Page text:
In my experience, a RAID5 array where two drives get marked as failed has required creating a new array. This is obviously risky and you need to make sure you have everything setup correctly before any writes or a resync occurs. Thus if someone else can suggest away to get it going without creating a new array you should probably try that first :)
But what I would do is stop the old array (
mdadm --stop /dev/md0), and create a new array in a degraded state. HOWEVER the command I've given here assumes that the drive position hasn't changed, you need to know which disk goes where as the order is critical:
mdadm --verbose --create /dev/md1 --level=5 --raid-devices=6 /dev/sdb /dev/sdc /dev/sdd /dev/sde missing /dev/sdg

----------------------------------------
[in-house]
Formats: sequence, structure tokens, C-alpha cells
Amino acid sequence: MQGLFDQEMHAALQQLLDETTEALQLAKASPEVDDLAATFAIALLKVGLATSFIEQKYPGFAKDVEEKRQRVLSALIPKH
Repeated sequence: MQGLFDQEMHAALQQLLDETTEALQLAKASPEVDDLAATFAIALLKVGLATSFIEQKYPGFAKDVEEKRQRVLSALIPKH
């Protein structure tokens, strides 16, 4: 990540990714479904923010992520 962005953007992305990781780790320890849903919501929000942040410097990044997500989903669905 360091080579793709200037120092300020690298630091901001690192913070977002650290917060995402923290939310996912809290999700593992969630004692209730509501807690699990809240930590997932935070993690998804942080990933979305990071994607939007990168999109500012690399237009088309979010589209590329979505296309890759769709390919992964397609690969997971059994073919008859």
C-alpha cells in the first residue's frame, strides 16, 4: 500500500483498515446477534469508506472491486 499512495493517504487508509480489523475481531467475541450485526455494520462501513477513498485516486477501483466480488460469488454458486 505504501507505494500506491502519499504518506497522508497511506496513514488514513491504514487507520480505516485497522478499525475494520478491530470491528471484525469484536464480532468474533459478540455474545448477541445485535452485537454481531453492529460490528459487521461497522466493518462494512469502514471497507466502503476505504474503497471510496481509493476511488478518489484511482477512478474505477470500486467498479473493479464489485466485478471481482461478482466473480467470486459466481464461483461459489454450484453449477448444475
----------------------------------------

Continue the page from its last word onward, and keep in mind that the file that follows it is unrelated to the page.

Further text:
It should give you a warning the drives are part of another array, make sure the timestamps are identical (if not stop and try with the other failed drive missing instead).
This is enough to get the array started, so check the partition layout is what you expect with fdisk -l /dev/md1, then mount the file system read only (
mount -r /dev/md1) to check your data. If it's corrupted I would try again with /dev/sdc missing, i.e.:
mdadm --verbose --create /dev/md1 --level=5 --raid-devices=6 --chunk=64 /dev/sdb missing /dev/sdd /dev/sde /dev/sdf /dev/sdg
(if your chunk size is not the default of 64K you need to specify that with
Once you're happy that your data's intact, add the last drive back in and it'll resync:
mdadm -a /dev/md1 /dev/sdf
I have created a degraded RAID5 array with the drives in the wrong order before and it didn't destroy the data but YMMV.